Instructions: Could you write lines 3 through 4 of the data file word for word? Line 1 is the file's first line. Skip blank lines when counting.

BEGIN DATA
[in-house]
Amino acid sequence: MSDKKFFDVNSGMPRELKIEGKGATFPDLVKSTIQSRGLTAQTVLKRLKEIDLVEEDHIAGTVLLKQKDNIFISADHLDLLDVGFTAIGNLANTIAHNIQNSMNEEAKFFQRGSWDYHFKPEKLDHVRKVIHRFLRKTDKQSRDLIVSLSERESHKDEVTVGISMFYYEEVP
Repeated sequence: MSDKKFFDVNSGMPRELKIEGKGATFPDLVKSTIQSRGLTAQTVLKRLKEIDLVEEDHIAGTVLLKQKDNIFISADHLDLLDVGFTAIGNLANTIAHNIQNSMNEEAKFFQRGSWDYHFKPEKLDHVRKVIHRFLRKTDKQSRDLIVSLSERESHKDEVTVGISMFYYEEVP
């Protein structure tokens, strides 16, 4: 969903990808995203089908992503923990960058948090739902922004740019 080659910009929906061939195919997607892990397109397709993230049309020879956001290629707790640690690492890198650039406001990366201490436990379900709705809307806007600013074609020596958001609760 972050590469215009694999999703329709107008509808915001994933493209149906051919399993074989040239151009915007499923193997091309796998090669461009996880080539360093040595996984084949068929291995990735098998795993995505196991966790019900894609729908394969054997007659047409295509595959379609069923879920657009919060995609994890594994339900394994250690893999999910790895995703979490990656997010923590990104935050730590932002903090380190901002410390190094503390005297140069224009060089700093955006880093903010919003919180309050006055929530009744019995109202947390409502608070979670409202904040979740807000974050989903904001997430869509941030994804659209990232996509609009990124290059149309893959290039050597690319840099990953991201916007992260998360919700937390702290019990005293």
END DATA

Repeated sequence: MSDKKFFDVNSGMPRELKIEGKGATFPDLVKSTIQSRGLTAQTVLKRLKEIDLVEEDHIAGTVLLKQKDNIFISADHLDLLDVGFTAIGNLANTIAHNIQNSMNEEAKFFQRGSWDYHFKPEKLDHVRKVIHRFLRKTDKQSRDLIVSLSERESHKDEVTVGISMFYYEEVP
């Protein structure tokens, strides 16, 4: 969903990808995203089908992503923990960058948090739902922004740019 080659910009929906061939195919997607892990397109397709993230049309020879956001290629707790640690690492890198650039406001990366201490436990379900709705809307806007600013074609020596958001609760 972050590469215009694999999703329709107008509808915001994933493209149906051919399993074989040239151009915007499923193997091309796998090669461009996880080539360093040595996984084949068929291995990735098998795993995505196991966790019900894609729908394969054997007659047409295509595959379609069923879920657009919060995609994890594994339900394994250690893999999910790895995703979490990656997010923590990104935050730590932002903090380190901002410390190094503390005297140069224009060089700093955006880093903010919003919180309050006055929530009744019995109202947390409502608070979670409202904040979740807000974050989903904001997430869509941030994804659209990232996509609009990124290059149309893959290039050597690319840099990953991201916007992260998360919700937390702290019990005293």